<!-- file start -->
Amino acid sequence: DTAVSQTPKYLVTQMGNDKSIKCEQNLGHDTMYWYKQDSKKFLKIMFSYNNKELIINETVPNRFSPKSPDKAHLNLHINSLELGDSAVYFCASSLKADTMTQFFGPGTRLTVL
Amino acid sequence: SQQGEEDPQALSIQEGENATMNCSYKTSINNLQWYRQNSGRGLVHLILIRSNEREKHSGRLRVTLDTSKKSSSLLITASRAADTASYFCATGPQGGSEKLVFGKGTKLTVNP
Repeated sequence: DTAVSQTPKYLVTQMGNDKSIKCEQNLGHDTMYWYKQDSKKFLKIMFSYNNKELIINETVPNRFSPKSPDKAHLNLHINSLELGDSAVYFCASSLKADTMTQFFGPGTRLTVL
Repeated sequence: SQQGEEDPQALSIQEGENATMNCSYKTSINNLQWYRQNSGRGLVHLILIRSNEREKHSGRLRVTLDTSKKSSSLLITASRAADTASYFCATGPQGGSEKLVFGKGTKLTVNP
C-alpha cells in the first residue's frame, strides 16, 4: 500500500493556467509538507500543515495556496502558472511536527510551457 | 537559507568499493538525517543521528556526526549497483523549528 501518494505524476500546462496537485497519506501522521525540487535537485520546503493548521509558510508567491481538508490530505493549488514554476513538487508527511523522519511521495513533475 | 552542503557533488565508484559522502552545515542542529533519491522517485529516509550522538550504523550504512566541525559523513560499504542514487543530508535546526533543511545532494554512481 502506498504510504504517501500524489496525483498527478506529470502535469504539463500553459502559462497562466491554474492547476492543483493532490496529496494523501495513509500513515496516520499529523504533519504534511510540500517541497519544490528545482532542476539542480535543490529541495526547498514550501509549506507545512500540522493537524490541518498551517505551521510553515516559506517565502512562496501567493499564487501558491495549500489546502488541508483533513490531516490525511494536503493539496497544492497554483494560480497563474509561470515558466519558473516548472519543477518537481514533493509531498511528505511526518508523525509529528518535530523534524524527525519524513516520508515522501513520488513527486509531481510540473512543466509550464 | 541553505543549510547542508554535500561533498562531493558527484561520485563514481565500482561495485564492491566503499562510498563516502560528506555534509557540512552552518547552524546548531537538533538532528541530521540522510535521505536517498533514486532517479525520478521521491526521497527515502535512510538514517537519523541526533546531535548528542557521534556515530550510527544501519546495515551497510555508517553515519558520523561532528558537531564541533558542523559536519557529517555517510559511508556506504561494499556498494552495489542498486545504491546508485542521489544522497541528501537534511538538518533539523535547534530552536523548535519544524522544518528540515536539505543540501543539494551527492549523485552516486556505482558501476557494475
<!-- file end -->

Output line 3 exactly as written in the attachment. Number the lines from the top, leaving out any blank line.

Repeated sequence: DTAVSQTPKYLVTQMGNDKSIKCEQNLGHDTMYWYKQDSKKFLKIMFSYNNKELIINETVPNRFSPKSPDKAHLNLHINSLELGDSAVYFCASSLKADTMTQFFGPGTRLTVL